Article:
We were invited back to eat dinner with the family who is here at their hotel until the end of the month.  When we went there for the first time, she, Beatrice, told me that you are only a guest the first time you come to a Burundian's home.  After that you are family.  And she means it.  When we arrived for dinner, we found out family complications/problems had come up,  preventing her from being home to prepare dinner.  So she called her sister who lives here in Bujumbura and asked her to prepare dinner for all of us!  We went to her sister's house rather reluctantly, feeling as if we were imposing and thinking we should probably should just go home and try to come for dinner another night.  Beatrice wouldn't hear of it.  She gave us chocolate from Belgium called Galler (Jared's favorite from his mission) and the movie Frozen in Blue Ray with a French version available.  Her sister prepared a very nice meal---chicken, rice, linga linga, peas with plantains, avocado/tomato/onion salad.  Dessert was yummy sweet pineapple and Japanese plums, which were something we had never tasted before.  The brother-in-law is a retired surgeon, and he and his daughter spoke very good English.  Conversation was comfortable.  After dinner we had lemon grass tea.  She picked the lemon grass from her garden.  It was excellent, especially with a spoonful of sugar.  The background music was upbeat, Congolese music, she said.  The host family, whom we had never met before, tried to give us a king-sized mosquito netting because in dinner conversation we were talking about our current netting having some holes.  They immediately got up, went to their closet , put one of their own mosquito nets in a bag and insisted we take it home with us.  We didn't, but how generous and what great hosts they are!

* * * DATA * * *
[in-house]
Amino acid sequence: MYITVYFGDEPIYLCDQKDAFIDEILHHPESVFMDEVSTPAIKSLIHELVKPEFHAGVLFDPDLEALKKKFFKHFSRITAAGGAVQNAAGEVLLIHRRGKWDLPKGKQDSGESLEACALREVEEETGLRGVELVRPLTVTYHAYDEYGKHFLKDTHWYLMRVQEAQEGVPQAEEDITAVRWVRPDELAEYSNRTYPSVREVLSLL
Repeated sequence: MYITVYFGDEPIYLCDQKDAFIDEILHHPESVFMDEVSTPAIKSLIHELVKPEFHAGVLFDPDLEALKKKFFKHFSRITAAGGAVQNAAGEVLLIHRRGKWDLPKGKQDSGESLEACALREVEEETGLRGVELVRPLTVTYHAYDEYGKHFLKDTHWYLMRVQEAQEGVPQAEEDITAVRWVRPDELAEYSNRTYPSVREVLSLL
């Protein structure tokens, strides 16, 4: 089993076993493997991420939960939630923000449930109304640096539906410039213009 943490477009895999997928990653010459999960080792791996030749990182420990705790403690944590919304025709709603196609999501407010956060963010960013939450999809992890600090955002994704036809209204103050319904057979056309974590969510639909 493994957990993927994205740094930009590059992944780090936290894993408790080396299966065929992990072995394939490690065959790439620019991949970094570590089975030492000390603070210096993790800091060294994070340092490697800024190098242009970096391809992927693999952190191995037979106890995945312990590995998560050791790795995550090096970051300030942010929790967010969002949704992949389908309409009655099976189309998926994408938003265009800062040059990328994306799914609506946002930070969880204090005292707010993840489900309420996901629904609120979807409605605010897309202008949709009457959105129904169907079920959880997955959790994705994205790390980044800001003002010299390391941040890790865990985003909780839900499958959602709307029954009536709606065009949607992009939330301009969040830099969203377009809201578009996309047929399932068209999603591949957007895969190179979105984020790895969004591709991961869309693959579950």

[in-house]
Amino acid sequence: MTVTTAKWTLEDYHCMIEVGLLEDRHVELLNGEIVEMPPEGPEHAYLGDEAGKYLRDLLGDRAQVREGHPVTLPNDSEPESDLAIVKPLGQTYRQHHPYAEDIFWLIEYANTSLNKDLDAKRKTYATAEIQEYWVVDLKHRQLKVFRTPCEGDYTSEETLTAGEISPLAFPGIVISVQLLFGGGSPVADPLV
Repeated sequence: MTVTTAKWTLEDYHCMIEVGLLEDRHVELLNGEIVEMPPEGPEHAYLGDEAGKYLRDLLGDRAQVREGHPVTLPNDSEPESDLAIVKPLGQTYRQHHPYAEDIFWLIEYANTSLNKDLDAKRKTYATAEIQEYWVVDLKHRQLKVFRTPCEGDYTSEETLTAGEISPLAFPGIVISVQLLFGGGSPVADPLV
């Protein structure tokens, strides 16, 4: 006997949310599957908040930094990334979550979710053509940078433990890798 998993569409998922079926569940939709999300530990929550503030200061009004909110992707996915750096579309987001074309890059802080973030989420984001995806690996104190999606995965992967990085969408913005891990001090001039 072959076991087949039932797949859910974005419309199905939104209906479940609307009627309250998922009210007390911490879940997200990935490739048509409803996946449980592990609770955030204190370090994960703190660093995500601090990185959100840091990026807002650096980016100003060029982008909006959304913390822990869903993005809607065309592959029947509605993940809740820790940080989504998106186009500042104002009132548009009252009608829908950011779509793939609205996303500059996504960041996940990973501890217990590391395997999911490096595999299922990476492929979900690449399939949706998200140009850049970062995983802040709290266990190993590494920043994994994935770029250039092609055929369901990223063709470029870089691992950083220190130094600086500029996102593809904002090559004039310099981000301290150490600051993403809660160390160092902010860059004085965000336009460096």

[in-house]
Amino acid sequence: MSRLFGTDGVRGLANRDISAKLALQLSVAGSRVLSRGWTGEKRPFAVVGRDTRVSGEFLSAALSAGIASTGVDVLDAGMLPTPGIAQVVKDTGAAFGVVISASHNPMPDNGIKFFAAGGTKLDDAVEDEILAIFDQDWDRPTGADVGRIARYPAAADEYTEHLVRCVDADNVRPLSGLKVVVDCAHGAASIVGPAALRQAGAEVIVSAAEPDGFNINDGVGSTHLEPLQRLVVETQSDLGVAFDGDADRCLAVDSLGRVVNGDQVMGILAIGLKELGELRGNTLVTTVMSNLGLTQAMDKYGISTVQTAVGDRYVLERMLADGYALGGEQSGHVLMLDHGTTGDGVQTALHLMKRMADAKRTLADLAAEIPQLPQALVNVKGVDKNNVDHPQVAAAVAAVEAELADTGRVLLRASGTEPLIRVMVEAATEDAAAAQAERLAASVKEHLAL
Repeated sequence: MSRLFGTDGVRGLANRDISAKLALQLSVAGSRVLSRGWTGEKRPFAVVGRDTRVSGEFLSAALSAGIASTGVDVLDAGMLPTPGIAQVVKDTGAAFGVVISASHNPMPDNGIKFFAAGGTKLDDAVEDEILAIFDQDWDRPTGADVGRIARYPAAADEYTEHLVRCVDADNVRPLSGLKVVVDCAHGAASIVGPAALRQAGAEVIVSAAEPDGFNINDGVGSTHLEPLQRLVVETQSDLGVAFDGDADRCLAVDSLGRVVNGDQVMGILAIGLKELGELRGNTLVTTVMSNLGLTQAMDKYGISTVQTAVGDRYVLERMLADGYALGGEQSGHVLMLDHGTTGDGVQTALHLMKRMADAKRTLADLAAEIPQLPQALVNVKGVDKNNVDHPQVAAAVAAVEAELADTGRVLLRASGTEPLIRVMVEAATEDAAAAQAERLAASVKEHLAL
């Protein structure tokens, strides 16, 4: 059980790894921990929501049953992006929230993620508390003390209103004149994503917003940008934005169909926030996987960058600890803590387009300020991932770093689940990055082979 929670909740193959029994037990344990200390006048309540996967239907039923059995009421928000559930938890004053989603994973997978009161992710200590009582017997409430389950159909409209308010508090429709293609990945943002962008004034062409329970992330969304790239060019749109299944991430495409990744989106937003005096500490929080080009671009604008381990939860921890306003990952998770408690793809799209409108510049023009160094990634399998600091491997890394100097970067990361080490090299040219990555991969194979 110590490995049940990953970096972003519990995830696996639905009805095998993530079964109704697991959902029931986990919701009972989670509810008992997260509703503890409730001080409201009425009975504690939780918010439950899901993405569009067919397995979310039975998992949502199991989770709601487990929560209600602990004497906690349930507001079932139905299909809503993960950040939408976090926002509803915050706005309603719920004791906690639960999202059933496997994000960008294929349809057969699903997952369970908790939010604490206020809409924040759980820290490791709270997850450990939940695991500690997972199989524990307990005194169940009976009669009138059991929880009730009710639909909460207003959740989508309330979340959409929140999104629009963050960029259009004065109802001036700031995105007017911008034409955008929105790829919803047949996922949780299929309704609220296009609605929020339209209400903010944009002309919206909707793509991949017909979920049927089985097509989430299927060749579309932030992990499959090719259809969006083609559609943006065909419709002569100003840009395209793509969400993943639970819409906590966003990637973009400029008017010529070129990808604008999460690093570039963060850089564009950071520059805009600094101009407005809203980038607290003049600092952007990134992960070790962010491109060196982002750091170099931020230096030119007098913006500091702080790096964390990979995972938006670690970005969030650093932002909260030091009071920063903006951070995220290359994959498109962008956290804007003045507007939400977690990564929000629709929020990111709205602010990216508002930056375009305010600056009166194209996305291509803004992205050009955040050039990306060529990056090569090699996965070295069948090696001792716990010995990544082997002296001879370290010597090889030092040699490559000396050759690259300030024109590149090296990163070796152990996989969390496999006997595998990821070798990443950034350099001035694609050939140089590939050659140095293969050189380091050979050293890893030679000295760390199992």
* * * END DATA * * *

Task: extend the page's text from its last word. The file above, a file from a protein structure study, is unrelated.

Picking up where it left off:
More random shots:

Thursday, July 17, 2014

     We were without power for 80 hours straight past week.  (Wednesday night to Sunday afternoon.)
Then it came back for about 8 hours and then cut out again.  We are in the dry season right now.  This year the dry season started 1/12 months early with extra warm temperatures.  Power is "iffy" during the dry season because electricity is generated at small dams near the mountains and during the dry season, the water level in those dams drops too low to provide needed power.  On the bright side, humidity is lessened, so I don't feel like I am running around in a sauna all day long.  One draw-back to the dry season is that people throughout the city start burning their own trash.  The air is full of smoke and haze and it smells!  Our neighbors behind us burn their trash in their back corner so we get the benefit of the nasty smoke which comes in our windows and settles nicely on all of our floors and furniture.  the smoke does make for colorful sunrises and sunsets.